NBA Trade Rumors: Best Landing Spots for Top Potential Movers

Patrick ClarkeCorrespondent INovember 29, 2012

LOS ANGELES, CA - NOVEMBER 18:  Pau Gasol #16 of the Los Angeles Lakers loses control of the ball while defended by Patrick Patterson #54 of the Houston Rockets in the second half at Staples Center on November 18, 2012 in Los Angeles, California. The Lakers defeated the Rockets 119-108. NOTE TO USER: User expressly acknowledges and agrees that, by downloading and or using this photograph, User is consenting to the terms and conditions of the Getty Images License Agreement.  (Photo by Jeff Gross/Getty Images)
Jeff Gross/Getty Images

Pau Gasol is learning firsthand what happens when you struggle in L.A. The Lakers big man and two-time NBA champion has become the subject of never-ending rumors this fall as his production plummets and the Lake Show continues to struggle.

But Gasol isn't the only notable star being talked about in the rumor mill just five weeks into the NBA season. 

Here we take a look at a pair of potential movers and analyze where their best landing spot would be in a trade scenario. 


Pau Gasol

Los Angeles Lakers power forward Pau Gasol has been fueling trade rumors this fall thanks to some poor play under newly-hired head coach Mike D'Antoni.

Gasol is averaging just 9.3 points and 7.8 rebounds per game over the L.A.'s last four games and could be on the move this season according to HoopsWorld's Steve Kyler, who says Gasol has been linked to the Houston Rockets and Boston Celtics in the past. 

Kyler goes on to mention that Gasol's lofty contract, which has two years and slightly more than $38 million remaining on it, is likely the biggest reason why teams aren't so passionate about acquiring the veteran big man.

Although it's highly unlikely that Gasol ends up in Beantown playing for the rival Celtics, that destination would be the best for Gasol if you ask me. He could fill an important need for Boston in the frontcourt while playing alongside future Hall of Famer Kevin Garnett, who would make up for Gasol's defensive deficiencies.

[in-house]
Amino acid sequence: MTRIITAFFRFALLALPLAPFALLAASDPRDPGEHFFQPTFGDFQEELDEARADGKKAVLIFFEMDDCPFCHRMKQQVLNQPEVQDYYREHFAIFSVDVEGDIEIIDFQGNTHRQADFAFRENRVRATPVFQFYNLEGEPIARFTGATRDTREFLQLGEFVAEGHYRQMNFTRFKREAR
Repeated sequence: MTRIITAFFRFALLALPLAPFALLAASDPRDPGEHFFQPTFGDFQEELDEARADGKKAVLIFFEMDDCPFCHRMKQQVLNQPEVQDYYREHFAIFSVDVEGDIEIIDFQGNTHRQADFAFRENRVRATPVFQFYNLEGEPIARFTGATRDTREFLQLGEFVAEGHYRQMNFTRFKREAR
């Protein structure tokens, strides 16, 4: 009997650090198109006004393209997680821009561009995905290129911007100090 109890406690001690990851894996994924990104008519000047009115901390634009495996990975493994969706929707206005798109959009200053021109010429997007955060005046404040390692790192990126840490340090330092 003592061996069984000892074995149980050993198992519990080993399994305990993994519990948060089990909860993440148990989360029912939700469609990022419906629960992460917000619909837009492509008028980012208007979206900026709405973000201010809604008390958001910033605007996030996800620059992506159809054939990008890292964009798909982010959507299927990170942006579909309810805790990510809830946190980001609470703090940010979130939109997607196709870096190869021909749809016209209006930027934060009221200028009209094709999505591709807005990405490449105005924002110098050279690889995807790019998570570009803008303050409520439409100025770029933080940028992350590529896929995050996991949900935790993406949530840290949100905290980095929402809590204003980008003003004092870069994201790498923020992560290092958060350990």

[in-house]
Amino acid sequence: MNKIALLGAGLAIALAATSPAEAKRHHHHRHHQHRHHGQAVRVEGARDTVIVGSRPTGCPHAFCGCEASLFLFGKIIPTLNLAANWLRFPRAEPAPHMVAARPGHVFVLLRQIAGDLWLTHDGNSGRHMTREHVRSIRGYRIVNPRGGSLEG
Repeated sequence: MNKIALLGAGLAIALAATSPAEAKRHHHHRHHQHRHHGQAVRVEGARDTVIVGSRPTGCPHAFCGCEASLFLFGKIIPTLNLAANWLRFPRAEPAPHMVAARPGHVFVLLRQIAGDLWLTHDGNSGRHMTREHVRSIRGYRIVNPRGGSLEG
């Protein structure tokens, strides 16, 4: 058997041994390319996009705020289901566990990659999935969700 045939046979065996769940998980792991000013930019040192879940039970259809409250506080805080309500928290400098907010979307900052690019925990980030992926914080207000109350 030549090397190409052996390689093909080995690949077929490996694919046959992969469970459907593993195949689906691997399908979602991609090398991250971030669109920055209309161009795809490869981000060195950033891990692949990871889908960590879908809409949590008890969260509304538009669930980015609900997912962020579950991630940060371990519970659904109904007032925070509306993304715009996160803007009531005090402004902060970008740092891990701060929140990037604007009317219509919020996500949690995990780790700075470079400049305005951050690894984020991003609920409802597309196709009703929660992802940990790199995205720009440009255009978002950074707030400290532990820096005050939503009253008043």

Gasol would also be a huge factor for the Celtics on the boards, where they rank dead last in the NBA this season. averaging a tad under 37 rebounds per game. Gasol is averaging nearly a quarter of that this year despite his woes.

Head coach Mike D'Antoni recently shot down Gasol rumors in the midst of Pau's struggles on the court, per Los Angeles Daily News' Mark Medina:

I don't get it. It definitely doesn't come from us. But it's like New York. In Los Angeles, that's what you guys do. That's good. You guys talk and most of the stuff is wrong. You get people interested. I'm OK with that.

It's understandable that D'Antoni is upset, his starting power forward is struggling, and his team isn't playing up to its potential. But unless Gasol becomes more effective in D'Antoni's offensive system, it will only be a matter of time before the Lakers become more desperate to move him and his massive contract. 

Maybe then Boston will reemerge as a contender to acquire the skilled seven-footer.


Derrick Williams

Derrick Williams is only in his second season with the Minnesota Timberwolves, but so far the former No. 2 overall pick has not lived up to the hype. After averaging just 8.8 points and 4.7 rebounds per game last season as a rookie, Williams is averaging just 10.3 points and 5.1 rebounds on a dreadful 37.5 percent shooting from the field this season.

HoopsWorld's Steve Kyler recently speculated on the notion that Williams could be moved this season if the right deal comes along for the banged-up T-Wolves:

With so many injuries, it’s unlikely the Wolves try to force something in the next 30 days. But once Kevin Love returns to the lineup, Williams could be the next chip cashed in Minnesota.

If the time comes this season for Minnesota to move Williams, his best potential landing spot would be in Charlotte with the Bobcats. There are a lot of young players in Charlotte already, and Williams could bring a scoring punch to the Bobcats' frontcourt. 

Charlotte is only averaging 95 points per game this season, ranking them 20th among the 30 NBA teams.

Although he's undersized for a power forward, Williams can create matchup problems for opposing forwards, and in Charlotte, he would be able to develop under little pressure while playing for one of the NBA's most notoriously bad franchises. 

This way, the T-Wolves could cut ties with underachieving draft pick by getting some prospects in return. And for the Bobcats, they would be acquiring a young player with loads of potential to add to their core.


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